Stye of the Needle: Ridley Can’t Thread Conceptual Sci-Fi
Time travel is tricky, especially when trying to effectively demonstrate its parameters and ramifications in narrative cinema. Sometimes, it allows for meaningful avenues in exploring the human condition, but often it’s a conceptual hematoma overshadowing the narrative. Such is the case with John Ridley’s Needle in a Timestack, based on a short story by prolific sci-fi writer Robert Silverberg (whose 1992 update on Asimov’s The Positronic Man was adapted in 1999 for the Robin Williams film Bicentennial Man).
Ridley, best known as the Academy Award winning scribe for 2013’s 12 Years a Slave, last embarked on a narrative stint was the underrated 2013 Hendrix bio Jimi: All is By My Side (read review) featuring Andre Benjamin. On paper, the cast and concept intrigue in what promises to be a captivating portrait of Black love funneled through heady sci-fi, a couple surviving the slings and arrows of what appears to be white controlled time travel. Unfortunately, its vintage undergirding doesn’t boomerang into the retro relevance it desires or requires.
In the near future, Nick (Leslie Odom Jr.) and Janine (Cynthia Erivo) seem happily married in their picture perfect home. He’s an urban planner and she’s a photographer, but as indicated by a teary self-filmed confession from Janine introducing the film, something seems to be troubling them. They live in a world where time travel is possible (though so expensive, only the elite can comfortably afford to do it), in an act called ‘jaunting.’ But sometimes, these jaunts find people doing ‘illegal’ things which change the course of history, usually on a smaller, personal scale. These changes create a time lapse, called ‘phasing,’ where people can suddenly find themselves in a different time or different place based on modifications made in their past. This phasing looks like a plasma field creating a sort of time-quake. Janine’s ex-husband Tommy (Orlando Bloom), who was once a college friend of Nick’s, seems to be tinkering with the past as a means to get Janine back, the notion of which is driving Nick a bit crazy. When the inevitable happens, Nick suddenly finds himself married to old college girlfriend Alex (Freida Pinto) after Tommy successfully phases out the past. But there’s a nagging feeling, as if Nick’s life isn’t quite what it should be, leading him to jaunt back to a particular college party where he believes everything veered in the wrong direction concerning his friendship with Tommy.
While more so a stage for how our memories (and, therefore, the past) defines our present existence, Needle is strongly akin to Total Recall (1990) and even this year’s Reminiscence. Like a property which plays like something Denzel Washington would have headlined two decades ago with a bigger budget, Ridley rests the narrative squarely on the shoulders of Leslie Odom Jr., but forgot to flesh him out beyond merely a man whose jealousy and paranoia define his stronghold on Jeanine. Recently a standout in supporting roles, such as his Oscar nominated turn as Sam Cooke in One Night in Miami, or his scene stealing turn in The Many Saints of Newark, Odom capably jaunts through the motions, but there’s never any care in formulating interest as to where he lands. The narrative most intrigues in the realm of self-fulfilling prophecy, a one-sided relationship study like Chabrol’s L’enfer (1994), but like it’s other subtleties, is lost in the miasma of distracting terminologies, like “phasing” and “jaunting,” especially as there’s little explanation devoted to the glaring plot holes developing around them.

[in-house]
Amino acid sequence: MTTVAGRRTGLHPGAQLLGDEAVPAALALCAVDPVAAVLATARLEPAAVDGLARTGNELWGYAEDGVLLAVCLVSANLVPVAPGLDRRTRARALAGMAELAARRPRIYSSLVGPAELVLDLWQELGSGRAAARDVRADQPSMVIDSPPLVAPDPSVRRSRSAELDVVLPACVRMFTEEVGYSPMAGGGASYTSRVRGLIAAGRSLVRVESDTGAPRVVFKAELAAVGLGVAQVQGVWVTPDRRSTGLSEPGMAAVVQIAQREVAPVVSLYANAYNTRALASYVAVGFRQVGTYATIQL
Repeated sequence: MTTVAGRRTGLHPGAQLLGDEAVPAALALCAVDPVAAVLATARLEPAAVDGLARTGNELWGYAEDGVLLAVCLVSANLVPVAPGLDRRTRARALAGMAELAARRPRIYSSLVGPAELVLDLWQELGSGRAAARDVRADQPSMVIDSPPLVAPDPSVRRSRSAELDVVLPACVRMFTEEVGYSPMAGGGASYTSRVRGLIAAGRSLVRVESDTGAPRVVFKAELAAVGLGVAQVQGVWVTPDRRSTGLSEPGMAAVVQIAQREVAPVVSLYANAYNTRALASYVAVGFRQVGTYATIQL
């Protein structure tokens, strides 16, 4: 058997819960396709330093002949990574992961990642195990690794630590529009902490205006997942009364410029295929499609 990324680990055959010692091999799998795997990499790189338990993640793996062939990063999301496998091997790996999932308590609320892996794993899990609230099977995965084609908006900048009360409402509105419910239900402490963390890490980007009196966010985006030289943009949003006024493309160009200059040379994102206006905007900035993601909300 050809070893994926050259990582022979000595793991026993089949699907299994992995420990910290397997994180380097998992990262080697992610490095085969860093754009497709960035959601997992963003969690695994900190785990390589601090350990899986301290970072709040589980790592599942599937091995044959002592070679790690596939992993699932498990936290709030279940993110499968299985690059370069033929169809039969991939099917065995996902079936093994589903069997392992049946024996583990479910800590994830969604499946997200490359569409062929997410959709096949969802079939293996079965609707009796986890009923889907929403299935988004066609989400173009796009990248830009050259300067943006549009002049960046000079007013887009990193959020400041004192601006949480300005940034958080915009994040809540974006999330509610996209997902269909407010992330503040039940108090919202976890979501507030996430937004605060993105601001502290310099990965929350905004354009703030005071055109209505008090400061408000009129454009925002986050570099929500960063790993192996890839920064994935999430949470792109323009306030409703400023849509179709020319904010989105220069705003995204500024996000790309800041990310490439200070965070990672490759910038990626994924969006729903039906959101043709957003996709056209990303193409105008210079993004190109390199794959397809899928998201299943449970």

If Ridley’s script fails Odom, the supporting cast fares from middling to miserable by comparison. Erivo, by default, disappears by the midway mark, though we’re never left to understand what really defined the bond of Nick and Janine, whose connection is likened to an oft referenced circle, but should have felt somewhere along the lines of ‘the greatest love of all,’ at least for them. She’s captivating, but feels like an element for admiration, nothing more.
Orlando Bloom feels like interesting casting in this environment, but again, he’s merely a catalyst without any presence. The beautiful Frieda Pinto, once again, is backed into a dry corner, merely a placeholder without any defining characteristics. And then there’s the strangely written and oddly performed role of Nick’s sister Zoe, played by Jadyn Wong, who not only seems consistently on the verge of a nervous breakdown, but is written like a closeted lesbian character speaking in code. Her connection (which reads like a lusty obsession) with a “best friend,” whose language she does not speak, rears its head like an ornery elephant in the room, looming even more prominently considering Janine’s homoerotic photo shoot early in the film—-in other words, it’s the future and yet no one seems to be able to have a remotely authentic conversation or involved in any kind of human experience beyond the cusp of a pop song chorus.
Instead, this feels like the adult version of the popular children’s frustrating gift exchange game, White Elephant, where players can steal the goods in an endless power struggle for material ownership. While Ridley’s awkward title promises something intriguing (recalling, in title, Hilary Brougher’s wonderful 1997 debut, The Sticky Fingers of Time), nothing coalesces effectively, including Mark Isham’s score and some mismatched soundtrack selections which never rightly fit the mood of any particular scene. Strange but never interesting, it’s a film which exemplifies the importance of actions vs. words, as both love and lust are depicted as algorithms to be tinkered with rather than the human experiences they are.